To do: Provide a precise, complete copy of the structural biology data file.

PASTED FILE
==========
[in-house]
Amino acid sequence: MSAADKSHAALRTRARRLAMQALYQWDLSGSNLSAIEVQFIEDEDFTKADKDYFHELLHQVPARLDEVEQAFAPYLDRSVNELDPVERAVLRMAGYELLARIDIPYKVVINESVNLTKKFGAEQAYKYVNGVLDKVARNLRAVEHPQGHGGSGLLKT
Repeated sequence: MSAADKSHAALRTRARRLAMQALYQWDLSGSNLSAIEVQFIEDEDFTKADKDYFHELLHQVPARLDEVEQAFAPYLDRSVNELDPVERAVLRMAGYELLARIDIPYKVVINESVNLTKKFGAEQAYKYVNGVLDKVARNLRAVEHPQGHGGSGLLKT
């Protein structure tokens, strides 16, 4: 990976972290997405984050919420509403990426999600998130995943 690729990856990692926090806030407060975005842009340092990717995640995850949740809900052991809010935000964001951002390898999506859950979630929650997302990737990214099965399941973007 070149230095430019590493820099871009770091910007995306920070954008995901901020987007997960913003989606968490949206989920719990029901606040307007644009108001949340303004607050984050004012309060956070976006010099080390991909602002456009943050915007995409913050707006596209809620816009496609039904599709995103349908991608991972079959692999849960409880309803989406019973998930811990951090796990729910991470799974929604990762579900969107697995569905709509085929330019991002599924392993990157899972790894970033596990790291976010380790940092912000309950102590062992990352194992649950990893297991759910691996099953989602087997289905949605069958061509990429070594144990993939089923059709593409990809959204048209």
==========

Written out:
[in-house]
Amino acid sequence: MSAADKSHAALRTRARRLAMQALYQWDLSGSNLSAIEVQFIEDEDFTKADKDYFHELLHQVPARLDEVEQAFAPYLDRSVNELDPVERAVLRMAGYELLARIDIPYKVVINESVNLTKKFGAEQAYKYVNGVLDKVARNLRAVEHPQGHGGSGLLKT
Repeated sequence: MSAADKSHAALRTRARRLAMQALYQWDLSGSNLSAIEVQFIEDEDFTKADKDYFHELLHQVPARLDEVEQAFAPYLDRSVNELDPVERAVLRMAGYELLARIDIPYKVVINESVNLTKKFGAEQAYKYVNGVLDKVARNLRAVEHPQGHGGSGLLKT
């Protein structure tokens, strides 16, 4: 990976972290997405984050919420509403990426999600998130995943 690729990856990692926090806030407060975005842009340092990717995640995850949740809900052991809010935000964001951002390898999506859950979630929650997302990737990214099965399941973007 070149230095430019590493820099871009770091910007995306920070954008995901901020987007997960913003989606968490949206989920719990029901606040307007644009108001949340303004607050984050004012309060956070976006010099080390991909602002456009943050915007995409913050707006596209809620816009496609039904599709995103349908991608991972079959692999849960409880309803989406019973998930811990951090796990729910991470799974929604990762579900969107697995569905709509085929330019991002599924392993990157899972790894970033596990790291976010380790940092912000309950102590062992990352194992649950990893297991759910691996099953989602087997289905949605069958061509990429070594144990993939089923059709593409990809959204048209």